Who can claim rebate and be tax free
Higher deductions can bring down the net taxable income to a great extent
If income is up to Rs 8 lakh reaching the threshold won’t be difficult
But if taxpayer neither has home loan nor pays rent, income will exceed But Rs 5 lakh limit and he won’t get rebate.
Even if income up to Rs 9 lakh taxpayer can claim rebate if deductions are high
But if taxpayer is not able to save more or has high income from other sources, total income will exceed Rs 5 lakh limit and rebate will vanish.
Above Rs 10 lakh it will not be possible to claim rebate
But rebate possible if taxpayer cuts other income by investing in tax deferred options and claims more for medical insurance.
Don’t forget interest
However, most taxpayers do not report interest income in their tax returns. “Almost nine out of 10 taxpayers don’t report any interest income when they file returns,” points out Sudhir Kaushik, Co-founder of tax filing portal Taxspanner.com. This is surprising, since many people (including Anjali Behl who has about Rs 11 lakh in fixed deposits) have bank deposits and Post Office investments. Besides, all taxpayers have bank accounts and the balance earns interest. This interest is tax free up to Rs 10,000 a year under Section 80TTA but any amount beyond that limit is taxed as income.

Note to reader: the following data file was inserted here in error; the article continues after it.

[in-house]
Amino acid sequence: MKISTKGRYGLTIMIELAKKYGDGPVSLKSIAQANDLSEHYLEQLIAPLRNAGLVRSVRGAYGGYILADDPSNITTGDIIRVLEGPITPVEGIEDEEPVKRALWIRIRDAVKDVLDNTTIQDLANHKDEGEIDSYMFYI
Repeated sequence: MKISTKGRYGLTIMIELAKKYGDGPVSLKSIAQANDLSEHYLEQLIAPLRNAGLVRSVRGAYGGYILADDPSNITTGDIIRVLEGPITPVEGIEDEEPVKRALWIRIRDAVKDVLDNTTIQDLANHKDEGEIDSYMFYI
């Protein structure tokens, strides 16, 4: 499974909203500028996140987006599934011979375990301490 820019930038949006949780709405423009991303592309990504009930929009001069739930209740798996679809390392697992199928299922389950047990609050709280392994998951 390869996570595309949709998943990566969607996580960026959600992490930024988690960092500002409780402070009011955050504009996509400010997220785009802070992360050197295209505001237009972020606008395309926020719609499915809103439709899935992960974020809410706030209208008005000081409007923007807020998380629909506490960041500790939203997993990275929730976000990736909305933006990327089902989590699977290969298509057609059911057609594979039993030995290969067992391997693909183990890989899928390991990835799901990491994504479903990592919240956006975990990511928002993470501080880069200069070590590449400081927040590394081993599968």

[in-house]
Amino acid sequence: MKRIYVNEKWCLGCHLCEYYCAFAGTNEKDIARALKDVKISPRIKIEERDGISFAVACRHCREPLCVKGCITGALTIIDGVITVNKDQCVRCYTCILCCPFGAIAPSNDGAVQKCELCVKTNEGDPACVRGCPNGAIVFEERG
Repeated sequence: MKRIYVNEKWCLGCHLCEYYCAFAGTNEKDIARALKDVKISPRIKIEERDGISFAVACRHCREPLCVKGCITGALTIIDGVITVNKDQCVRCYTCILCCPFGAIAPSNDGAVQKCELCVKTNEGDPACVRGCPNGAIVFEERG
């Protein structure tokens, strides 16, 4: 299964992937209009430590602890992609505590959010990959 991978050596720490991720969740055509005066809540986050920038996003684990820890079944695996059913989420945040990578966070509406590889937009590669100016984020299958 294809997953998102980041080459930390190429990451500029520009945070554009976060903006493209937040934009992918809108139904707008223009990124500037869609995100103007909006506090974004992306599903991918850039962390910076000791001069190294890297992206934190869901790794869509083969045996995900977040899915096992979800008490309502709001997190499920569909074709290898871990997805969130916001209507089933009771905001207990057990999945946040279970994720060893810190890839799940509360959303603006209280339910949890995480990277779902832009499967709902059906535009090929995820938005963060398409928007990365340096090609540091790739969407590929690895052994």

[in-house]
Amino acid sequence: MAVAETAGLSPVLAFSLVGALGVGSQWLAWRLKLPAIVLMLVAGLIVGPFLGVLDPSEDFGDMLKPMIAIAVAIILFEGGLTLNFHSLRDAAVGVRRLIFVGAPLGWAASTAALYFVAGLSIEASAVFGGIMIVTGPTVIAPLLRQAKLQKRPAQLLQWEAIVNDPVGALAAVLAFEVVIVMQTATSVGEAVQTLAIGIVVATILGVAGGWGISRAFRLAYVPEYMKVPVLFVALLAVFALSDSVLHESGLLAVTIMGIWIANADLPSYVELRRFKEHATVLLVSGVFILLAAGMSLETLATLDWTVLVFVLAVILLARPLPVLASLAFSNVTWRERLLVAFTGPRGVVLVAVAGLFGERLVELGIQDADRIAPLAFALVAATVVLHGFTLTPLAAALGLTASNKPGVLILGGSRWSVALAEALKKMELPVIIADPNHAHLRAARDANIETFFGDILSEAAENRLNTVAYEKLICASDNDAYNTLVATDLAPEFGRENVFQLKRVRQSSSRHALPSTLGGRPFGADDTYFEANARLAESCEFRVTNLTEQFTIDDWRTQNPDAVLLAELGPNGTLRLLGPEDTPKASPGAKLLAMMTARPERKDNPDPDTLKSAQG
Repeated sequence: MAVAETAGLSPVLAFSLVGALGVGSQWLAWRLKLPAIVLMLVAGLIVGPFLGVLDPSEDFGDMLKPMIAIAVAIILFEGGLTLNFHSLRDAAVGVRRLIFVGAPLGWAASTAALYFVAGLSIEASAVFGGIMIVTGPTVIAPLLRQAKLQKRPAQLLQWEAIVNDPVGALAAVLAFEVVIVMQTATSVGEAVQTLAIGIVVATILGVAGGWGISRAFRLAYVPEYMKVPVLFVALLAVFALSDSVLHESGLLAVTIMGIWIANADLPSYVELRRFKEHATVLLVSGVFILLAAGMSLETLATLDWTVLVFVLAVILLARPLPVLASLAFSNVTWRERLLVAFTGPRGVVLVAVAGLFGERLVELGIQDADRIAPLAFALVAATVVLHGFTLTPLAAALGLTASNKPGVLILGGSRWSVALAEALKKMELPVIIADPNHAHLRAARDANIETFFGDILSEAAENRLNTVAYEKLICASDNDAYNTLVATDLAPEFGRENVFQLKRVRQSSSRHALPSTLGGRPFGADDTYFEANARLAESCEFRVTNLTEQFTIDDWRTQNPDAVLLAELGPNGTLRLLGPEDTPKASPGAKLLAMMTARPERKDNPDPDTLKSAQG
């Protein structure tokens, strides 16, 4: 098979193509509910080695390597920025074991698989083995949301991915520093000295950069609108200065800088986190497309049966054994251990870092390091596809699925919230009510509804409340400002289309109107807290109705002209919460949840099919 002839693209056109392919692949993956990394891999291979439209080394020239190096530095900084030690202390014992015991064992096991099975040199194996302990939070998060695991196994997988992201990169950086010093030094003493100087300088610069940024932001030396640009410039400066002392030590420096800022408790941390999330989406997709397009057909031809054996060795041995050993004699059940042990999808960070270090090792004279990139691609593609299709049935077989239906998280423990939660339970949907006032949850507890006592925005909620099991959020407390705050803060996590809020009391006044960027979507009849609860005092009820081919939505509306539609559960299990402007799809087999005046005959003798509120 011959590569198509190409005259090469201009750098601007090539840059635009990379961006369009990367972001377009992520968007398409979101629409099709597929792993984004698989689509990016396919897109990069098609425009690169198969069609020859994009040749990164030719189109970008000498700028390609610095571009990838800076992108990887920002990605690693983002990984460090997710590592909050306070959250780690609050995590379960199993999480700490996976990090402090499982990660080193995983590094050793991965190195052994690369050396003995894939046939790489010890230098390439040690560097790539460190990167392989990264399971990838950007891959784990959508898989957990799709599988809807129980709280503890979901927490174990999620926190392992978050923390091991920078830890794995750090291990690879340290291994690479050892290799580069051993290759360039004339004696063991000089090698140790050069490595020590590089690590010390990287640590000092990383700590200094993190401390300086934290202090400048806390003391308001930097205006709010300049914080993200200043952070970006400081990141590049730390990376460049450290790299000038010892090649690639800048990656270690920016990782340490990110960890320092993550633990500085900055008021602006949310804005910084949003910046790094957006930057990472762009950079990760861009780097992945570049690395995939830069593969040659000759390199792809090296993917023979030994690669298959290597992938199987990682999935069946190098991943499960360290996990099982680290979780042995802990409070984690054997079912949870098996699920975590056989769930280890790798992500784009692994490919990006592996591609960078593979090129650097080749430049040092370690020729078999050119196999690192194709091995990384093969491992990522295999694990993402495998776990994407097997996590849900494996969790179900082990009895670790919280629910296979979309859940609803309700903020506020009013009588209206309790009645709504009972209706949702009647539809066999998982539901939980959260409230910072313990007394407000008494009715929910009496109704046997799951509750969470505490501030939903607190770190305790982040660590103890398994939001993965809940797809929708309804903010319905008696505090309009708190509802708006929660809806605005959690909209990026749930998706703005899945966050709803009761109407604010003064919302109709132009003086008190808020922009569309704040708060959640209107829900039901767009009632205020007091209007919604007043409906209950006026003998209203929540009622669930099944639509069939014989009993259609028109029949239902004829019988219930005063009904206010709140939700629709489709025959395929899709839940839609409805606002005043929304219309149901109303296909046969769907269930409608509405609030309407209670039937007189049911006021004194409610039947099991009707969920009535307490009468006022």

The Budget has also proposed to raise the TDS threshold from Rs 10,000 to Rs 40,000 a year. If an investor earns up to Rs 40,000 on deposits in a year, there won’t be any TDS. This proposal is being wrongly construed as an opportunity for investors, which in turn has spawned the misconception that no tax is payable if bank has not deducted TDS. Keep in mind that whether the bank deducts TDS or not, your tax liability does not end there. Interest continues to be fully taxable and you will have to pay tax on interest earned even if there is no TDS.